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Chesapeake And New England Colony Dbq

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Chesapeake and New England Colony DBQ

The Crusades of the middle ages introduced much innovative and formerly unheard of merchandise into Western Europe; however the scarcity of these luxury goods instilled Europeans with drive to find easier access to the Far East. Although desired “Northwest Passage” never was found, joint-stock companies, like the Virginia Company of London, settled colonies in the New World for untapped resources such as silver and other tradable goods. Many more corporations followed suit, settling mainly in the Chesapeake Bay area, their small settlements eventually developing into the Chesapeake colonies. The Chesapeake colonies were focused primarily on profitable enterprises. At the same time, the New England colonies were being settled with a whole different set of initiatives, principally religious freedoms and family. Governing bodies were established, with their success dependent on the quality of the settlers the colony attracted. The different motives for settlement affected the routine events in such a way that the New England and Chesapeake colonies differed very greatly from one another even though they were both mainly settled by the English.

While the Protestant Revolution raged in Europe, Catholics and other radicals were fleeing to the New World to find religious freedom and to escape prosecution. Because of this, the northern colonies became more family and religiously orientated as the families of the pilgrims settled there. From the Ship’s List of Emigrants Bound for New England we see that six families on board made up sixty nine of the ships passengers (B). Not only did families tend to move to New England, but whole congregations made the journey to find a place where they could set up “a city upon a hill”, and become an example to all who follow to live by as John Winthrop put it to his Puritan followers (A). Contrastingly, the Chesapeake colonies only had profit in their mind, which pushed them to become agriculturally advanced. Since Virginia, one of the Chesapeake colonies, was first settled with the intention of becoming an economic power house, it was mainly inhabited by working-class, single men. The average age of a man leaving for the Americas was only twenty two and a half years old according to the Ship’s List of Emigrants bound for Virginia (C). The harsh conditions of the colony did not appeal to those who wished to settle with a family. Added on to that was the fact that the average lifespan in the Chesapeake colonies was a full ten years or more shorter than that in other more desirable living quarters to the north.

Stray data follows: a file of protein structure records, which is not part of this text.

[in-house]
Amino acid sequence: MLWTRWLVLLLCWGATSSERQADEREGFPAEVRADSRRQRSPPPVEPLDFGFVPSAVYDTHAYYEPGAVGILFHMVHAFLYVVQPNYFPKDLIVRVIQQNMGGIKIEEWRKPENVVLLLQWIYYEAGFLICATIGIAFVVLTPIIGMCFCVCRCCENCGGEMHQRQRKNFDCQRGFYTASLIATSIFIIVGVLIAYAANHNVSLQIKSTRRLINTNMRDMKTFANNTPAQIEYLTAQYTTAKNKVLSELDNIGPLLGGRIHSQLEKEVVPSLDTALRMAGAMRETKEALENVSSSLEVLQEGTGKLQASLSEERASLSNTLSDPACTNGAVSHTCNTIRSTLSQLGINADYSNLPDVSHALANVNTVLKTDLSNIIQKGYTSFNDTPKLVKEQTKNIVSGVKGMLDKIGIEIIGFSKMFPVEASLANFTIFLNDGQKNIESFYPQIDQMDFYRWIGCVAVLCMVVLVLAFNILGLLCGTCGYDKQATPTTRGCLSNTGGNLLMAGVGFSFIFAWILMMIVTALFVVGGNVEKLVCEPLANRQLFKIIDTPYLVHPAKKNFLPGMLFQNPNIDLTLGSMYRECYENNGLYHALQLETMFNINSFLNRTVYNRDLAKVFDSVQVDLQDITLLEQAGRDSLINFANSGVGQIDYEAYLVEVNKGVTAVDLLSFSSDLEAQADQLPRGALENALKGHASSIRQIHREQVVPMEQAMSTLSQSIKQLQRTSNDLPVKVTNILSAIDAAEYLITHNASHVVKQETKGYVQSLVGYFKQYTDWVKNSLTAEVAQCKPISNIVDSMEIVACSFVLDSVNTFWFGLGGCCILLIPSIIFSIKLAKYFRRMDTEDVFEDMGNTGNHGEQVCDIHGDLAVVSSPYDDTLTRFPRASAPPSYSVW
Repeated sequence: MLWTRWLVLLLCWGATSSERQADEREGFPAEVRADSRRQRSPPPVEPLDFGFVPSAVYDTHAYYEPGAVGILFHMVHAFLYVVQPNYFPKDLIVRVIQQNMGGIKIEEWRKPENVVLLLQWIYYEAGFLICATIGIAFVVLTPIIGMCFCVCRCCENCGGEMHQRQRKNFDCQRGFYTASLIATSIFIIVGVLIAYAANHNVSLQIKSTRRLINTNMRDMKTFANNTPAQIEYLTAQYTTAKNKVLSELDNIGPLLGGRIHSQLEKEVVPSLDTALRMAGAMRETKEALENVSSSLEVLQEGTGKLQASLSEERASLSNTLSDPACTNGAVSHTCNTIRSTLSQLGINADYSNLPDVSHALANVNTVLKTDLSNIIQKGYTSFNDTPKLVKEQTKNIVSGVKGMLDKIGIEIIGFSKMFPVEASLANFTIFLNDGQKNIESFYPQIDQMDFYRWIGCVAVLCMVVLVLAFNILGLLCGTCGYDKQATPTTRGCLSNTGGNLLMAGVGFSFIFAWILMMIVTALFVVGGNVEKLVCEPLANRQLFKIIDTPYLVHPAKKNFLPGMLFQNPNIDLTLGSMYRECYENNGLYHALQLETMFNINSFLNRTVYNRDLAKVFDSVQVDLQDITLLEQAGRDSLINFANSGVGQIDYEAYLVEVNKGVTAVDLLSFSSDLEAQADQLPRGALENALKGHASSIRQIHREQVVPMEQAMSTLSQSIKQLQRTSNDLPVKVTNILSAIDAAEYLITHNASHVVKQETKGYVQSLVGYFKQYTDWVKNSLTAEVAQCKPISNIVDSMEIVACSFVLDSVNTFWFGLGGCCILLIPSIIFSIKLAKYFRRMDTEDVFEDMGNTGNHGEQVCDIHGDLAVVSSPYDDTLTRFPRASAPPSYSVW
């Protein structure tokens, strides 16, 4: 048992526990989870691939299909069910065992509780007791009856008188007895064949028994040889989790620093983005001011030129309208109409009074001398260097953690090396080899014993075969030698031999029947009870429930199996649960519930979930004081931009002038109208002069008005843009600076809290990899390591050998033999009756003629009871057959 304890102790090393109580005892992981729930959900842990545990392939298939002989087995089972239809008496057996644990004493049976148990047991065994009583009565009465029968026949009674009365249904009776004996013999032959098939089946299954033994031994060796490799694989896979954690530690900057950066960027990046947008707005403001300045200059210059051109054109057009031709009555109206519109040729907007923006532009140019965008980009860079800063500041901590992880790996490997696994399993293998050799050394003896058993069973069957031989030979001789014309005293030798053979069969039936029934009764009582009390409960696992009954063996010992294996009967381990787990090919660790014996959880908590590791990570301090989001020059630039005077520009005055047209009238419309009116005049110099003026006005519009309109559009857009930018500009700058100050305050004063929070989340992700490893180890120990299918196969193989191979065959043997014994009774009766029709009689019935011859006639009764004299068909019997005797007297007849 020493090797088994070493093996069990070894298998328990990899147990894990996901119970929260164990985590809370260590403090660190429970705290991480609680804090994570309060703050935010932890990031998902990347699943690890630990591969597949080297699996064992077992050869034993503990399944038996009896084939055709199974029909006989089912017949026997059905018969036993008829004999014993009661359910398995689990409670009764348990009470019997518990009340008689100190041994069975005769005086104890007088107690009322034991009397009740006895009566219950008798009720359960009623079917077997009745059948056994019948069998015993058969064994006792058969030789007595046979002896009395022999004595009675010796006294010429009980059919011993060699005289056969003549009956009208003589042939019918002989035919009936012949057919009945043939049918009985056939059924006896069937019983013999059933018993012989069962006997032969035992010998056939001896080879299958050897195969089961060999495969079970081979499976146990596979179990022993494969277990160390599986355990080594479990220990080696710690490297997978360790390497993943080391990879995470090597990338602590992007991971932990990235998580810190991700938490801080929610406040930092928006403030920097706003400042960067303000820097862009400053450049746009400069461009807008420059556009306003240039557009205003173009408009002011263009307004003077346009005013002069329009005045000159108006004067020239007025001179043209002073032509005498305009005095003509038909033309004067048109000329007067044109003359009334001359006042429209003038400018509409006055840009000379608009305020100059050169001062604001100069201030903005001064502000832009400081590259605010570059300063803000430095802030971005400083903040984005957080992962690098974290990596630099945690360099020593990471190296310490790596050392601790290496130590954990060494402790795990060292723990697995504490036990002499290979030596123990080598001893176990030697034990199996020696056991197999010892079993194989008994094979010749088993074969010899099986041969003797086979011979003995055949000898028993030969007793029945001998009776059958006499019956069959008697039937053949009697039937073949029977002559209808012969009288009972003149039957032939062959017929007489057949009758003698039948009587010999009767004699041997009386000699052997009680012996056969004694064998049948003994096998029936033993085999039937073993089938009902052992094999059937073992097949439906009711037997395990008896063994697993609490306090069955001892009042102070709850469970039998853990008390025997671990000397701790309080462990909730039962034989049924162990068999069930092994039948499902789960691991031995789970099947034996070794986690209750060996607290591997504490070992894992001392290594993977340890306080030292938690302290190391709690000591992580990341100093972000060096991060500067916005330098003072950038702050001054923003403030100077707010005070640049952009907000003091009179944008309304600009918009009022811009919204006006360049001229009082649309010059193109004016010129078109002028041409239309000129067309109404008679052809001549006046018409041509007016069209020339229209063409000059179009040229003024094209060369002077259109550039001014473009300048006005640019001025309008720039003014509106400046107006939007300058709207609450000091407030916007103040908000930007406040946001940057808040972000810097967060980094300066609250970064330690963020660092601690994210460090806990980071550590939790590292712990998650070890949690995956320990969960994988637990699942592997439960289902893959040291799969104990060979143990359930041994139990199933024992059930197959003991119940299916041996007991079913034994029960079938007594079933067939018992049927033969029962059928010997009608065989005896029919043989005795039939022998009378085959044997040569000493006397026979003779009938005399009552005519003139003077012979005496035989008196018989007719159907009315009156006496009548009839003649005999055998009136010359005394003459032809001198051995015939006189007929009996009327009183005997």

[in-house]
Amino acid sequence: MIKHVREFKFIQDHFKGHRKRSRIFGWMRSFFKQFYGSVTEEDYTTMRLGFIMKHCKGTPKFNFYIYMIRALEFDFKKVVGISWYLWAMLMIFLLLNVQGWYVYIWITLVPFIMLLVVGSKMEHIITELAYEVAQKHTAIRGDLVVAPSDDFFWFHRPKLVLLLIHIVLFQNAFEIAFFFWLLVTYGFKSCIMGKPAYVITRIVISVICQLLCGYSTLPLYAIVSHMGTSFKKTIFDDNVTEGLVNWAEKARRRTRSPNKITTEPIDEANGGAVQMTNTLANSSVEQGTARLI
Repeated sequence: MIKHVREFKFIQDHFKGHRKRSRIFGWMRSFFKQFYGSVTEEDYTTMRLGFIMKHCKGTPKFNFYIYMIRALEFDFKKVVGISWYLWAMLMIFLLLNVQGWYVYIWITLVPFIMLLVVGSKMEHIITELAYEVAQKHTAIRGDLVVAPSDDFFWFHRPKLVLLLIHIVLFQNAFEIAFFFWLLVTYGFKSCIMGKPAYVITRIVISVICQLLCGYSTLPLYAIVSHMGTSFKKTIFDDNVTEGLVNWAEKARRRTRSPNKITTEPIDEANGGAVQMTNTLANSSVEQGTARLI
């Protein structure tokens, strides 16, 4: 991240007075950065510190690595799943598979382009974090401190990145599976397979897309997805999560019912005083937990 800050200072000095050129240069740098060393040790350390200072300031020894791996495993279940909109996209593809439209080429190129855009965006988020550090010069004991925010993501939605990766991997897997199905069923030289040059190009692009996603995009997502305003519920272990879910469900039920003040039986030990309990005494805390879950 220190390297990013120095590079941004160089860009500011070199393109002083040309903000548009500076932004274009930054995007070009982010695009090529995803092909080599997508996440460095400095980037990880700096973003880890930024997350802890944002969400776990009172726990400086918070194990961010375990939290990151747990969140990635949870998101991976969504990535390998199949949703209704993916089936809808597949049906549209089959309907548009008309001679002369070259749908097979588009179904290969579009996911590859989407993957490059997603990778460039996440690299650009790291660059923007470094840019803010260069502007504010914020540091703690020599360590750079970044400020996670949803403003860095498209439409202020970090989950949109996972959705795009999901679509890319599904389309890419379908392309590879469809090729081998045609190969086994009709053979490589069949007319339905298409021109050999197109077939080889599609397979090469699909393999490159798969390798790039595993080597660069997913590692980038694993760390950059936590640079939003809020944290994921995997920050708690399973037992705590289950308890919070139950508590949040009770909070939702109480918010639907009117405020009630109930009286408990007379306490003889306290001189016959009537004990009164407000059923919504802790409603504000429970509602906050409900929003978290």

Without the restrictions families imposed, men were rowdier and less willing to live with less than was promised them. In exchange for passage to the New World and a piece of land many men became indentured servants, spending their first seven years in servitude to the man who paid for their voyage. When the land was not voluntarily given the readily feisty men were pushed to fight for what they thought was rightfully theirs. Even the infamous Captain John Smith agreed that “the worst with their golden promises made all their men slaves in hope of recompenses.” Such men as Capt. Smith talked of gave false hope to their men which only provoked them further (F). The “headright system” which was used to supplement the dwindling working population, gave fifty acres per worker a man brought to work on a plantation. This helps explain the underprivileged white planters’ feelings towards the rich plantation owners. The poor whites felt that they had been cheated out of their own wealth by “unworthy favorites and juggling parasites” that they felt were the upper class, which one must not take at direct face value because the monetary disparity between the two parties was so large (H). Because of the make up of the populace of the Chesapeake those in power had a very hard time keeping control and like Governor Berkley had to call for help because of their



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